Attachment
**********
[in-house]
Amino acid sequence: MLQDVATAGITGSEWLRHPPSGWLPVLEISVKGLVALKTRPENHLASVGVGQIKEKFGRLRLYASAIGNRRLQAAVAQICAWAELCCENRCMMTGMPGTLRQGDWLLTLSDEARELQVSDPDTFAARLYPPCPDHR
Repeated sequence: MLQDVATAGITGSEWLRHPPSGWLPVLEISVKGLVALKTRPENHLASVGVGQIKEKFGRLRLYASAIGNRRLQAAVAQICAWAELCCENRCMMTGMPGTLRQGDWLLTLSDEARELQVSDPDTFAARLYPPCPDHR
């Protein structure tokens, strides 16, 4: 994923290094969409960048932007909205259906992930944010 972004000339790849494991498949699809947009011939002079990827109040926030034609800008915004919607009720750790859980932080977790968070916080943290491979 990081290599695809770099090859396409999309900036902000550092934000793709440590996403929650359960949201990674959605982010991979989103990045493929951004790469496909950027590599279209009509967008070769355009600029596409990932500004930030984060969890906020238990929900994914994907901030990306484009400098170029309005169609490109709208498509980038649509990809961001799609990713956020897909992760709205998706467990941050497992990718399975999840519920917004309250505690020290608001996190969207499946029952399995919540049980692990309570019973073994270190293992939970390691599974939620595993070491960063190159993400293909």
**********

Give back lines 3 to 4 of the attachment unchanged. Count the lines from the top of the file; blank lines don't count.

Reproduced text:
Repeated sequence: MLQDVATAGITGSEWLRHPPSGWLPVLEISVKGLVALKTRPENHLASVGVGQIKEKFGRLRLYASAIGNRRLQAAVAQICAWAELCCENRCMMTGMPGTLRQGDWLLTLSDEARELQVSDPDTFAARLYPPCPDHR
């Protein structure tokens, strides 16, 4: 994923290094969409960048932007909205259906992930944010 972004000339790849494991498949699809947009011939002079990827109040926030034609800008915004919607009720750790859980932080977790968070916080943290491979 990081290599695809770099090859396409999309900036902000550092934000793709440590996403929650359960949201990674959605982010991979989103990045493929951004790469496909950027590599279209009509967008070769355009600029596409990932500004930030984060969890906020238990929900994914994907901030990306484009400098170029309005169609490109709208498509980038649509990809961001799609990713956020897909992760709205998706467990941050497992990718399975999840519920917004309250505690020290608001996190969207499946029952399995919540049980692990309570019973073994270190293992939970390691599974939620595993070491960063190159993400293909």